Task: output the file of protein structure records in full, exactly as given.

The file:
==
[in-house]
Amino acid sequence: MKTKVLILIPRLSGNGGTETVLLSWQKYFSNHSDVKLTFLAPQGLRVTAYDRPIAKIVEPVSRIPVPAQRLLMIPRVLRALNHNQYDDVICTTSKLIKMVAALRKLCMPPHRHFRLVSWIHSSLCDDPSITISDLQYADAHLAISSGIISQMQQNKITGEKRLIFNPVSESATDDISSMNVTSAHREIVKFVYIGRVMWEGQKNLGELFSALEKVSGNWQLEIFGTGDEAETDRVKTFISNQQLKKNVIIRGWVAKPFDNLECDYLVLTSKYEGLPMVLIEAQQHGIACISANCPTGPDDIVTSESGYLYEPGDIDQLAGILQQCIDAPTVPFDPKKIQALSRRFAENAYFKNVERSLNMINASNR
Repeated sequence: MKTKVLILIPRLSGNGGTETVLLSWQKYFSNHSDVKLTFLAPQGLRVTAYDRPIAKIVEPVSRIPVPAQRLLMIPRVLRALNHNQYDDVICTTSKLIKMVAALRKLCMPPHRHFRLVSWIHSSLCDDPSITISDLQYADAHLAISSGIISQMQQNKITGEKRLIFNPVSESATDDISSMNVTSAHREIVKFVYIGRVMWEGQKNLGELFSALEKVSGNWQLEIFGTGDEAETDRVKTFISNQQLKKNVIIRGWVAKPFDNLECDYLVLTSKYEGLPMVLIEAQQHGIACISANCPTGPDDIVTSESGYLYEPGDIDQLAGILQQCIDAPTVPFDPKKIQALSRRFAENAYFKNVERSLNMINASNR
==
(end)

[in-house]
Amino acid sequence: MKTKVLILIPRLSGNGGTETVLLSWQKYFSNHSDVKLTFLAPQGLRVTAYDRPIAKIVEPVSRIPVPAQRLLMIPRVLRALNHNQYDDVICTTSKLIKMVAALRKLCMPPHRHFRLVSWIHSSLCDDPSITISDLQYADAHLAISSGIISQMQQNKITGEKRLIFNPVSESATDDISSMNVTSAHREIVKFVYIGRVMWEGQKNLGELFSALEKVSGNWQLEIFGTGDEAETDRVKTFISNQQLKKNVIIRGWVAKPFDNLECDYLVLTSKYEGLPMVLIEAQQHGIACISANCPTGPDDIVTSESGYLYEPGDIDQLAGILQQCIDAPTVPFDPKKIQALSRRFAENAYFKNVERSLNMINASNR
Repeated sequence: MKTKVLILIPRLSGNGGTETVLLSWQKYFSNHSDVKLTFLAPQGLRVTAYDRPIAKIVEPVSRIPVPAQRLLMIPRVLRALNHNQYDDVICTTSKLIKMVAALRKLCMPPHRHFRLVSWIHSSLCDDPSITISDLQYADAHLAISSGIISQMQQNKITGEKRLIFNPVSESATDDISSMNVTSAHREIVKFVYIGRVMWEGQKNLGELFSALEKVSGNWQLEIFGTGDEAETDRVKTFISNQQLKKNVIIRGWVAKPFDNLECDYLVLTSKYEGLPMVLIEAQQHGIACISANCPTGPDDIVTSESGYLYEPGDIDQLAGILQQCIDAPTVPFDPKKIQALSRRFAENAYFKNVERSLNMINASNR